Venezuela opposition leader Leopoldo Lopez surrenders, urges protests
CARACAS, Venezuela — Venezuelan opposition leader Leopoldo Lopez turned himself in to authorities Tuesday to face what he calls trumped-up homicide charges, after urging supporters to stay in the streets and protest peacefully against the government.
Lopez is accused in the deaths of three people during a Feb. 12 demonstration against government inaction over soaring crime and inflation rates. Clashes between the protesters and government supporters left the three dead and more than 60 injured, with each side blaming the other.
Lopez’s arrest was called baseless by human rights groups and some government figures. Disturbances were reported Tuesday in parts of Caracas, the capital, and other cities, including the northern industrial town of Maracay.
Speaking to supporters in the capital, Lopez said he would not flee Venezuela or go into hiding “because it would show we have something to hide.”
Rather, he said he had decided to give himself up to “a corrupt justice system” and continue the fight for political change.
“Our youth have no jobs, no future because of this economic model that has failed,” Lopez said, referring to deepening problems that include double-digit inflation, a rapidly devaluing currency and food scarcities.
President Nicolas Maduro, speaking of the arrest before a crowd of oil union members in downtown Caracas, described Lopez as “political chief of the fascist right wing.” He also dismissed calls from leaders such as Presidents Juan Manuel Santos of Colombia and Sebastian Piñera of Chile to respect the political rights of the opposition.
“Enough of people interfering in the problems of Venezuela,” Maduro said, contending that all citizens have political freedom. “Venezuelans will resolve our own problems.... We have contained the attack for the time being.”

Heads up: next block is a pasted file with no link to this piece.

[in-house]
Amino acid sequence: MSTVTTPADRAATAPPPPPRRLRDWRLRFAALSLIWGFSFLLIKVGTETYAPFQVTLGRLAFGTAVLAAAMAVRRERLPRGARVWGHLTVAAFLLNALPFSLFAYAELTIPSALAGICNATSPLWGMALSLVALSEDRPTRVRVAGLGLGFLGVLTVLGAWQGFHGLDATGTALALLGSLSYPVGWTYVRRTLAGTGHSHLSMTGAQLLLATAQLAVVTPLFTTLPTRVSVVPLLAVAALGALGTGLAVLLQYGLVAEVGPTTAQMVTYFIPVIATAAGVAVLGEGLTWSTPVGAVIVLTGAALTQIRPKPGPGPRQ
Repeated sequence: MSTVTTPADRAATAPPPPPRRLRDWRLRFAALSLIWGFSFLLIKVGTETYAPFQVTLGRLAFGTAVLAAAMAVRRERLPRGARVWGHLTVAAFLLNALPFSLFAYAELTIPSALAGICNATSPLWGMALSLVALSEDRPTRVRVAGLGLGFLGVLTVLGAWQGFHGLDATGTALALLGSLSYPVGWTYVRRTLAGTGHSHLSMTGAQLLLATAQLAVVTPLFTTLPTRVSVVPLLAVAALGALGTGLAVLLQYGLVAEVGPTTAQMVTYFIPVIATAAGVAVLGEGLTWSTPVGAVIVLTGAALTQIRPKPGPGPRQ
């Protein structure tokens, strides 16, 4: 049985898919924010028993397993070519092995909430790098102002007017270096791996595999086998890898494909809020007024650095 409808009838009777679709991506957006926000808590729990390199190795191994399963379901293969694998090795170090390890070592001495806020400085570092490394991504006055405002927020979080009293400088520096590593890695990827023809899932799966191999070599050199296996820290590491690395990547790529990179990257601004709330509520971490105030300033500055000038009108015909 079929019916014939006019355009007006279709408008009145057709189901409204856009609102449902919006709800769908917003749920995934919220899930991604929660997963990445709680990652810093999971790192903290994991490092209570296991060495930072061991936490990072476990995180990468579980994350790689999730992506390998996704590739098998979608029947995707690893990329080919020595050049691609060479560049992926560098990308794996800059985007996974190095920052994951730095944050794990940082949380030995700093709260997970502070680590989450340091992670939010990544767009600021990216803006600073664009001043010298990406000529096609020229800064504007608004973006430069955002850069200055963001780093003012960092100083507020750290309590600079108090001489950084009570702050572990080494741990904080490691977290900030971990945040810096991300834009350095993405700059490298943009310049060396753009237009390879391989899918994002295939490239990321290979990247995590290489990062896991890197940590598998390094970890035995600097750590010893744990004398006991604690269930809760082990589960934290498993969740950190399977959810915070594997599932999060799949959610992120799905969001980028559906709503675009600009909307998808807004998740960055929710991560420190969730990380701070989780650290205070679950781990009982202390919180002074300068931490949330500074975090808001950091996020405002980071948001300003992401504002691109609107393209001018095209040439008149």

The arrest came a day after Venezuela ordered the expulsion of three American diplomats. A spokesman for the U.S. State Department called the expulsion an attempt to distract Venezuelans from a “grave situation it faces.”
Before his arrest, Lopez sent out a message from his Twitter account thanking supporters. “Change lies within each of us. Don’t give up!” he wrote.
Earlier, an alliance of opposition parties said authorities were trying to prevent protesters from gathering in downtown Caracas to march in support of Lopez, for whom an arrest warrant was issued in connection with last week’s deadly demonstration.
Protesters reported on social media that police and national guard units had set up blockades at several points in the city and were telling them they would not be allowed through to the march’s starting point.
In a statement issued Tuesday morning, the opposition Democratic Unity coalition, known by its initials, MUD, said that the government had deployed police and military personnel to “impede citizens from their right to peaceful assembly, showing odious discrimination in allowing some the right to express themselves and others not.”
The statement referred to large gatherings of government loyalists that were allowed to form to show support for the beleaguered Maduro.
Caracas and other cities have seen rising unrest since Feb. 12, when student marches turned violent. Marchers said armed government vigilantes opened fire on them, while Maduro blamed the protesters for the bloodshed.
Luis Salamanca, a political science professor at Central University of Venezuela in Caracas, said Lopez’s surrender was an “act of courage, knowing his imprisonment was unjust.... With this, he is winning the leadership of the opposition risking his life. This will make him into a political symbol and at the same time put the government in a delicate position.”
Jose Miguel Vivanco, Americas chief of Human Rights Watch, was critical over the lack of proof of a crime and said the “international community should demand Lopez’s “immediate release.... The arrest is an egregious violation of one of the basic principles of due process, that you can’t jail someone without evidence.”
Special correspondents Mogollon and Kraul reported from Caracas and Bogota, Colombia, respectively.
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